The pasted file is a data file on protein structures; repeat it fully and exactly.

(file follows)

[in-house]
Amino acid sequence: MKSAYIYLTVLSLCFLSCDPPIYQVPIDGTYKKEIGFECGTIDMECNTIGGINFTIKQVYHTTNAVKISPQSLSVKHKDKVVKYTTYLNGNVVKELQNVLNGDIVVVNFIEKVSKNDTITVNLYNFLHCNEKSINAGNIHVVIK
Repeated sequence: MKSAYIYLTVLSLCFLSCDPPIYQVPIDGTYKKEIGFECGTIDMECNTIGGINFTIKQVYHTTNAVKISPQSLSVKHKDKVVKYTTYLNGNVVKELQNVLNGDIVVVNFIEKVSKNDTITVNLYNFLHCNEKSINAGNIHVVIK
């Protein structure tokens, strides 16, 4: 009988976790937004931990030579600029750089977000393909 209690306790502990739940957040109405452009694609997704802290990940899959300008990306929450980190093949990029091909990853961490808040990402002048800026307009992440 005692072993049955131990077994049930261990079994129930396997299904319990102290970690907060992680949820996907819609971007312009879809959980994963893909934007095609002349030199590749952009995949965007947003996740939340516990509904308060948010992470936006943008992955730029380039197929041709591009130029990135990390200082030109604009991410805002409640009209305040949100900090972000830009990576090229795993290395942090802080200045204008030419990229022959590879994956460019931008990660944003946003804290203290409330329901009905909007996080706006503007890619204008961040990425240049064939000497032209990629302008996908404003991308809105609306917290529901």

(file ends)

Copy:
[in-house]
Amino acid sequence: MKSAYIYLTVLSLCFLSCDPPIYQVPIDGTYKKEIGFECGTIDMECNTIGGINFTIKQVYHTTNAVKISPQSLSVKHKDKVVKYTTYLNGNVVKELQNVLNGDIVVVNFIEKVSKNDTITVNLYNFLHCNEKSINAGNIHVVIK
Repeated sequence: MKSAYIYLTVLSLCFLSCDPPIYQVPIDGTYKKEIGFECGTIDMECNTIGGINFTIKQVYHTTNAVKISPQSLSVKHKDKVVKYTTYLNGNVVKELQNVLNGDIVVVNFIEKVSKNDTITVNLYNFLHCNEKSINAGNIHVVIK
């Protein structure tokens, strides 16, 4: 009988976790937004931990030579600029750089977000393909 209690306790502990739940957040109405452009694609997704802290990940899959300008990306929450980190093949990029091909990853961490808040990402002048800026307009992440 005692072993049955131990077994049930261990079994129930396997299904319990102290970690907060992680949820996907819609971007312009879809959980994963893909934007095609002349030199590749952009995949965007947003996740939340516990509904308060948010992470936006943008992955730029380039197929041709591009130029990135990390200082030109604009991410805002409640009209305040949100900090972000830009990576090229795993290395942090802080200045204008030419990229022959590879994956460019931008990660944003946003804290203290409330329901009905909007996080706006503007890619204008961040990425240049064939000497032209990629302008996908404003991308809105609306917290529901």